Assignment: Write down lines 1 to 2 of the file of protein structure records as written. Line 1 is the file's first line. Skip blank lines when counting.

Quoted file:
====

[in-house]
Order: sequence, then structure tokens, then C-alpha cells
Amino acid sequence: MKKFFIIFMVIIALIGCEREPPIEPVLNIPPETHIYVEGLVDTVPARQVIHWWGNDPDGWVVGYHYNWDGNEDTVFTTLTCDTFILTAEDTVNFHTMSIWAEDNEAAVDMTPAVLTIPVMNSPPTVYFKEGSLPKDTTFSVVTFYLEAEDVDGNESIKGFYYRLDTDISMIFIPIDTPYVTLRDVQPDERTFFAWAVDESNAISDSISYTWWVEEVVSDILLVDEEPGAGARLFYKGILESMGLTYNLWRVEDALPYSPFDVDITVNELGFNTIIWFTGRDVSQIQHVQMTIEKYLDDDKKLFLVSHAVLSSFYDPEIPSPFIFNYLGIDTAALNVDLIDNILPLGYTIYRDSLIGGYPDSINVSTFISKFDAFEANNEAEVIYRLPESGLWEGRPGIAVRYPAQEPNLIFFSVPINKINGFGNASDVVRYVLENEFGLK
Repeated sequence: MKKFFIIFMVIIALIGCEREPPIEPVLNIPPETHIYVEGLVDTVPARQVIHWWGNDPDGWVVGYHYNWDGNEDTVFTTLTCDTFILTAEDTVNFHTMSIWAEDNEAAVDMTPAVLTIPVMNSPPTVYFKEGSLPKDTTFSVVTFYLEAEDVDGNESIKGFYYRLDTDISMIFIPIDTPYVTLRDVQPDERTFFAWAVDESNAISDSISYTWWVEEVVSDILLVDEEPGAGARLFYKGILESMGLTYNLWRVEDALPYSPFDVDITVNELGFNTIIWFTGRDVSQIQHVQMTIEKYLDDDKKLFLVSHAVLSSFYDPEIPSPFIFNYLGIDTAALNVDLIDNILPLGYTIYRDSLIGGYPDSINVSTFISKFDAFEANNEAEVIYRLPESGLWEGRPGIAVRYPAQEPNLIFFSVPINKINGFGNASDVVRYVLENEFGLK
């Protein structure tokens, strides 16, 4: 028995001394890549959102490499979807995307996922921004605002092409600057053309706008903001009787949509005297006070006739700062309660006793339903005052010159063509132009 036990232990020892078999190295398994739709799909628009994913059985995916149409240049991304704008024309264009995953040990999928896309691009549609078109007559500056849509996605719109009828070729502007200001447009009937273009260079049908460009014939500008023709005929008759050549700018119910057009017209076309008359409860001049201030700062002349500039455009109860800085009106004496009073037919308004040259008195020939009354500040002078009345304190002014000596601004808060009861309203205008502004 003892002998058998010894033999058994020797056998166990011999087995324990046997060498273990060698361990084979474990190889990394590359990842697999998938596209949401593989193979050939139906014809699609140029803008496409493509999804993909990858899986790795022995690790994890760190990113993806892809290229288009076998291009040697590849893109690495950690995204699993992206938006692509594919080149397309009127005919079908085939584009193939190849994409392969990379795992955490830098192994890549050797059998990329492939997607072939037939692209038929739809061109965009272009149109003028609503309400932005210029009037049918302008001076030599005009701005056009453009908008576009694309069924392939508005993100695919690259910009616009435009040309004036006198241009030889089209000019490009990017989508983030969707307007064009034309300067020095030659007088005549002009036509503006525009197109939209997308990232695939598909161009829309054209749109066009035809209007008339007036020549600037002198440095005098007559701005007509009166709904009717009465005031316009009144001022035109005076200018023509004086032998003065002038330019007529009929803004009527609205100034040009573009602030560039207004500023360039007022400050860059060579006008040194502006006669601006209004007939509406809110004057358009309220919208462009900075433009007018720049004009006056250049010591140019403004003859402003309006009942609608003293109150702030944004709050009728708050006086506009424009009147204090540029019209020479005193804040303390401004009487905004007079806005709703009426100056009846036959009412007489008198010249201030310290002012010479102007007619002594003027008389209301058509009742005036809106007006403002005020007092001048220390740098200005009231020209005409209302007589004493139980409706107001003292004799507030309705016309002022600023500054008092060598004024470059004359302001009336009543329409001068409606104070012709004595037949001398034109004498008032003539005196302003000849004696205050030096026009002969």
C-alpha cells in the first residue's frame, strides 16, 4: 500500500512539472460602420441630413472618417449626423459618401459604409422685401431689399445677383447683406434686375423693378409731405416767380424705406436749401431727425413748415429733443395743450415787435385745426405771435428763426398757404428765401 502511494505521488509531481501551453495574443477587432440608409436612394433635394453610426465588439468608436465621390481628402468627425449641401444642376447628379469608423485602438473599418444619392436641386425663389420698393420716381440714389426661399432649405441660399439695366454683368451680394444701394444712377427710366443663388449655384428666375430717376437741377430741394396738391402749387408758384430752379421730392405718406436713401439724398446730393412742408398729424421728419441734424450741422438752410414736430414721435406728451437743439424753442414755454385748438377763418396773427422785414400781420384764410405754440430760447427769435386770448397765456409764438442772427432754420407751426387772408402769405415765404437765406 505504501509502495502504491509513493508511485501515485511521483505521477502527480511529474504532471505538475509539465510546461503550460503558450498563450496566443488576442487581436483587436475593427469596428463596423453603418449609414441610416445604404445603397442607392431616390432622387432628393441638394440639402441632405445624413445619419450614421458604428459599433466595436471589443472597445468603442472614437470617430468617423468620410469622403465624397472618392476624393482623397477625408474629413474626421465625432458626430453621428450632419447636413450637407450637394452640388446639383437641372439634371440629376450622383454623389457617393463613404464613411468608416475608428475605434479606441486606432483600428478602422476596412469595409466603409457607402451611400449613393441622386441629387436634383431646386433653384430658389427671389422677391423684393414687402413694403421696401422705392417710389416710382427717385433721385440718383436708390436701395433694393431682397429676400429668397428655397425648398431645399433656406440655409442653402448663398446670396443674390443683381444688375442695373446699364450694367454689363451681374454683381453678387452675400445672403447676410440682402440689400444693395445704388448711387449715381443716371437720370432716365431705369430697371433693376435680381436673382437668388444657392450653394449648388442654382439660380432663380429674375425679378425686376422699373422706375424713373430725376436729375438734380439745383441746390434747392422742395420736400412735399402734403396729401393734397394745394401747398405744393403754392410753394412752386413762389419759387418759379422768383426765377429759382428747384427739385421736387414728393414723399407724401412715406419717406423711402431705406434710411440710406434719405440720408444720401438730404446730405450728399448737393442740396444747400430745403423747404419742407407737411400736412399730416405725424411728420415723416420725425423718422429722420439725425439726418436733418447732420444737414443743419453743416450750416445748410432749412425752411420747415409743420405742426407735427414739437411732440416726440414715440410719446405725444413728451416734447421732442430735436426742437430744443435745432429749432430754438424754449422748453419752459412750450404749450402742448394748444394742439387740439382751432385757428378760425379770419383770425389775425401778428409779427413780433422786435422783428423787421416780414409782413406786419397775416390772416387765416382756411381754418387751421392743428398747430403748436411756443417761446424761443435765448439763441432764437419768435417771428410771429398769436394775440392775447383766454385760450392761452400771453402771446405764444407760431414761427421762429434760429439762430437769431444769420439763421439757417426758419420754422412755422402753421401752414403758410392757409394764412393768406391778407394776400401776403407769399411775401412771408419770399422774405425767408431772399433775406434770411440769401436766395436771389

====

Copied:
[in-house]
Order: sequence, then structure tokens, then C-alpha cells